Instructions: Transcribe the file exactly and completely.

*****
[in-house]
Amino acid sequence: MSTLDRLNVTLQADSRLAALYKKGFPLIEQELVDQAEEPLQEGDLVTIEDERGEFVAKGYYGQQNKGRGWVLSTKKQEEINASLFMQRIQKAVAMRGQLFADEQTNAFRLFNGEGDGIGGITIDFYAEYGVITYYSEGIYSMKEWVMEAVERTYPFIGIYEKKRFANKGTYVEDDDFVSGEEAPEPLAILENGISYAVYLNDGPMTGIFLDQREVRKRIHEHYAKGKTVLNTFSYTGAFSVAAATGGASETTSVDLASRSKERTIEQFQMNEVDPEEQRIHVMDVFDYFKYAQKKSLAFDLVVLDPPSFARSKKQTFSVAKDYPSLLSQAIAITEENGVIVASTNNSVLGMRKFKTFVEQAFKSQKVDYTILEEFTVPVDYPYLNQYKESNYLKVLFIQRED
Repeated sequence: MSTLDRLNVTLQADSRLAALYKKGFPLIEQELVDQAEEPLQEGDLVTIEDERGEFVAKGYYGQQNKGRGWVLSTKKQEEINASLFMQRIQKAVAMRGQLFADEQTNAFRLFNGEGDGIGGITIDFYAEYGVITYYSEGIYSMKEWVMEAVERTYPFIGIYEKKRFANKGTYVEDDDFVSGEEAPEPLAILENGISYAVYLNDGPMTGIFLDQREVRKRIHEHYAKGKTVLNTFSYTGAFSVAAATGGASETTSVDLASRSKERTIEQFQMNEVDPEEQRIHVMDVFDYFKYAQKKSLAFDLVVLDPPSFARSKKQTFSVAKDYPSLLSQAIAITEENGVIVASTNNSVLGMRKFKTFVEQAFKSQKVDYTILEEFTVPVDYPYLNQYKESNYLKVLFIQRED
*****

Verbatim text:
[in-house]
Amino acid sequence: MSTLDRLNVTLQADSRLAALYKKGFPLIEQELVDQAEEPLQEGDLVTIEDERGEFVAKGYYGQQNKGRGWVLSTKKQEEINASLFMQRIQKAVAMRGQLFADEQTNAFRLFNGEGDGIGGITIDFYAEYGVITYYSEGIYSMKEWVMEAVERTYPFIGIYEKKRFANKGTYVEDDDFVSGEEAPEPLAILENGISYAVYLNDGPMTGIFLDQREVRKRIHEHYAKGKTVLNTFSYTGAFSVAAATGGASETTSVDLASRSKERTIEQFQMNEVDPEEQRIHVMDVFDYFKYAQKKSLAFDLVVLDPPSFARSKKQTFSVAKDYPSLLSQAIAITEENGVIVASTNNSVLGMRKFKTFVEQAFKSQKVDYTILEEFTVPVDYPYLNQYKESNYLKVLFIQRED
Repeated sequence: MSTLDRLNVTLQADSRLAALYKKGFPLIEQELVDQAEEPLQEGDLVTIEDERGEFVAKGYYGQQNKGRGWVLSTKKQEEINASLFMQRIQKAVAMRGQLFADEQTNAFRLFNGEGDGIGGITIDFYAEYGVITYYSEGIYSMKEWVMEAVERTYPFIGIYEKKRFANKGTYVEDDDFVSGEEAPEPLAILENGISYAVYLNDGPMTGIFLDQREVRKRIHEHYAKGKTVLNTFSYTGAFSVAAATGGASETTSVDLASRSKERTIEQFQMNEVDPEEQRIHVMDVFDYFKYAQKKSLAFDLVVLDPPSFARSKKQTFSVAKDYPSLLSQAIAITEENGVIVASTNNSVLGMRKFKTFVEQAFKSQKVDYTILEEFTVPVDYPYLNQYKESNYLKVLFIQRED